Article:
ChatGPT Enterprise seeks to entice an upgrade from existing subscribers and satisfy wary companies that have opted for caution, but it faces an uphill battle.
The frenzied launch of ChatGPT in late 2022 tempted individuals and businesses alike to try out the software, exploring the possibilities of artificial intelligence as we seemed to be at the dawn of a new technological era. But excitement eventually began to fade and by June 2023 a decline in traffic was noticeable.
The potential benefits of such a service became outshone by growing security risks. Samsung suffered a leak of sensitive information after employees developed company code within the program, triggering a company-wide ban of ChatGPT.
But the new commercial tier offers features that could offset these problems, with a major focus on security. Businesses that currently use the base model or that have previously abandoned AI must decide whether this program is worth the potentially significant investment.
How much more does it cost?
The ChatGPT Plus subscription plan that launched earlier this year has fixed pricing of US$20 per month regardless of the user, but with Enterprise OpenAI is operating with less transparency. Interested businesses need to make contact with the company to organise a tailored plan.
Reports on pricing have been limited, but Reddit user u/wypperling3517 reports that their business was quoted “[US]$60 per user per month”.
With that uncertainty of cost in mind and understanding that affordability will vary depending on the size of each business, the specific yet limited improvements must be weighed up. Especially considering that Microsoft’s internally developed rival to ChatGPT Enterprise, Bing Chat Enterprise, will only cost US$5 per user per month.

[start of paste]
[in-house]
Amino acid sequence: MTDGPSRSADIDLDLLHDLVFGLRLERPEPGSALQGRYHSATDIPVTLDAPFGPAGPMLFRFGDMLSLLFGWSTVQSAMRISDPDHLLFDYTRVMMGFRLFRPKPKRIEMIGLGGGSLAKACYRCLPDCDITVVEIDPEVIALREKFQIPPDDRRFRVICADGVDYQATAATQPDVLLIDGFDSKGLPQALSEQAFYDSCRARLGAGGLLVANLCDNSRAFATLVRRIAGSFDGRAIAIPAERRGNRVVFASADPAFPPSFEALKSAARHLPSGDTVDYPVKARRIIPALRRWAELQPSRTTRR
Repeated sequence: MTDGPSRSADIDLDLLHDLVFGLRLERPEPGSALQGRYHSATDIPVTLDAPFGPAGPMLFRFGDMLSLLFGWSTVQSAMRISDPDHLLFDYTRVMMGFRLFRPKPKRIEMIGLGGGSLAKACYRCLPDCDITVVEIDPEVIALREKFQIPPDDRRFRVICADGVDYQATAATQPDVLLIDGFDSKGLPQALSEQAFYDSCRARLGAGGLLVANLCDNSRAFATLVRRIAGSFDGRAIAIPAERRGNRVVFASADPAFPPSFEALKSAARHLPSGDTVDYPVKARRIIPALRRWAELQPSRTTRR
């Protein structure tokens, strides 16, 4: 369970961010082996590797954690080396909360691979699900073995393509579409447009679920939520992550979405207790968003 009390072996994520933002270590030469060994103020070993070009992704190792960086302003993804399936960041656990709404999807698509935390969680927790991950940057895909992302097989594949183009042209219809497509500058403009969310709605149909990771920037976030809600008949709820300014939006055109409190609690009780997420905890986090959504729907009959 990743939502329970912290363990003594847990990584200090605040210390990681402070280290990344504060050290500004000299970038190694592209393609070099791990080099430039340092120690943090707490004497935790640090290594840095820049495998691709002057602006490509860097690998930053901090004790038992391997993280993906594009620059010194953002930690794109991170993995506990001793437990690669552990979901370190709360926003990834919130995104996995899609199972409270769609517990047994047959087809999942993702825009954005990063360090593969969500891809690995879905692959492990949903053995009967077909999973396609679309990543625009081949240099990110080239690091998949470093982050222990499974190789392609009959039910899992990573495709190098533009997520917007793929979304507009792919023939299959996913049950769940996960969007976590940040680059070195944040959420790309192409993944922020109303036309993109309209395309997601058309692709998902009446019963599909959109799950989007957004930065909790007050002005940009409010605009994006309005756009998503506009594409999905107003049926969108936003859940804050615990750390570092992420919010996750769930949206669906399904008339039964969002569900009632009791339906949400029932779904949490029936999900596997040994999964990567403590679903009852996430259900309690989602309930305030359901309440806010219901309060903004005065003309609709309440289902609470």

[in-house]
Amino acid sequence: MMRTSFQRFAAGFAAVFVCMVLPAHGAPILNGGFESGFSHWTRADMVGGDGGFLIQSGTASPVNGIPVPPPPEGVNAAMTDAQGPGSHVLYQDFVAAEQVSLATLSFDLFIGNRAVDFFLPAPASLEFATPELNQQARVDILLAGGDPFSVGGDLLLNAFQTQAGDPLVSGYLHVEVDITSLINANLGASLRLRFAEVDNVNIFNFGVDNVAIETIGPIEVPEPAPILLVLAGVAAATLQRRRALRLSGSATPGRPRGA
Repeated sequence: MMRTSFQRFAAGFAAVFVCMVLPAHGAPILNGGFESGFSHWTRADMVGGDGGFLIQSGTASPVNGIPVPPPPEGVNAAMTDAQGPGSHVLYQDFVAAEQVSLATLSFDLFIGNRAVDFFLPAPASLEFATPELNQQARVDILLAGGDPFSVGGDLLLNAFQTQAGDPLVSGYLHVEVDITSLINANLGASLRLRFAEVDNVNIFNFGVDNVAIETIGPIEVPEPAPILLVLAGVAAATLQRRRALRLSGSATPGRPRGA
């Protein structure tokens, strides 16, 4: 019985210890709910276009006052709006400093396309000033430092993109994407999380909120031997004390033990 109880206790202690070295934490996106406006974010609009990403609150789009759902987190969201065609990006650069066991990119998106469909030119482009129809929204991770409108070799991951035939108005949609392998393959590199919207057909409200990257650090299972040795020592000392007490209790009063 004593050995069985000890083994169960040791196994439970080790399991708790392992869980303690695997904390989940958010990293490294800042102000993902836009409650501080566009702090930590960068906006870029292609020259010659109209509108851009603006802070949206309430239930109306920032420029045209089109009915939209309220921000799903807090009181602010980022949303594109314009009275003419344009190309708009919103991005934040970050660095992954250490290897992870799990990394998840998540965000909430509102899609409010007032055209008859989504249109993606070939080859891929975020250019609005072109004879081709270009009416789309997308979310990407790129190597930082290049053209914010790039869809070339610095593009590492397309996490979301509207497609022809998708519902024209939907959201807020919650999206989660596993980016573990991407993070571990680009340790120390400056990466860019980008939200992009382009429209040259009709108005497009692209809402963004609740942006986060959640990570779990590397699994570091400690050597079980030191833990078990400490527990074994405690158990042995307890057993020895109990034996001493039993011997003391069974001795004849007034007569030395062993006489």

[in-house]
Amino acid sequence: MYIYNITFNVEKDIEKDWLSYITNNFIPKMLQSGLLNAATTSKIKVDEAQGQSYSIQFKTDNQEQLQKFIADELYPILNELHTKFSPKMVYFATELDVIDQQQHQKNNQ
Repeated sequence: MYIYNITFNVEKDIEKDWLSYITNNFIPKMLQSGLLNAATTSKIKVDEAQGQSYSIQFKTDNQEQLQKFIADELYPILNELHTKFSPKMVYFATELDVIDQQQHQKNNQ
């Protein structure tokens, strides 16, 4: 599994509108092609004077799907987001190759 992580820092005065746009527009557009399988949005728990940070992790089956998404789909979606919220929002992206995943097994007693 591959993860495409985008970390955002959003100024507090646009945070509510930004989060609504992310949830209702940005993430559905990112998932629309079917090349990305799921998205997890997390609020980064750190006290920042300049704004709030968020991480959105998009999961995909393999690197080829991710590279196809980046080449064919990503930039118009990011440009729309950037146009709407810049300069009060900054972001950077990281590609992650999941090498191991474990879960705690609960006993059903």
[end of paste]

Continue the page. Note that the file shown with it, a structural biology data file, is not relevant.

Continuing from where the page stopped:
The new ChatGPT Enterprise offerings
ChatGPT Enterprise launched to the public on 28 August 2023, but certain businesses were given advanced access including Block, Canva, Carlyle, The Estée Lauder Companies, PwC and Zapier.
“It’s become a true enabler of productivity, with the dependable security and data privacy controls we need,” says Danny Wun, head of AI products at Canva.
But what exactly has elicited this development?
Premium security is the spearhead advancement, as improvements range from data encryption both at rest and in transit to certified compliance with American security framework Service Organization Control Type 2. OpenAI also promises that new models of ChatGPT will not train on the data of Enterprise customers.
Further upgrades include access to the high-speed GPT4 without any usage limits and an admin console to manage the accounts of an organisation. To assist large businesses with deployment, this console offers single sign-on authentication, domain verification and usage reports.
A cautious approach to security stretches back beyond AI
Over recent years the security of information has become a major concern for any interaction with data, as major data breaches have wounded corporate reputations.
According to the Australian Information Commissioner, between 1 million and 10 million Australians were impacted by just three of the 497 data breaches of the second half of 2022. Businesses have been forced to act with increasing caution as they adopt new services, which has impacted the spread of generative AI.
In an interview with the Australian Financial Review in June OpenAI CEO Sam Altman opened up on his own mistrust of artificial intelligence, saying that he believed the technology should be heavily regulated. There have also been questions about how compliant generative AI is with the GDPR, Europe’s super-strict privacy framework.
Australia is facing its own revisions to privacy regulation. Read about how brands are impacted by the Australian Privacy Act Review here.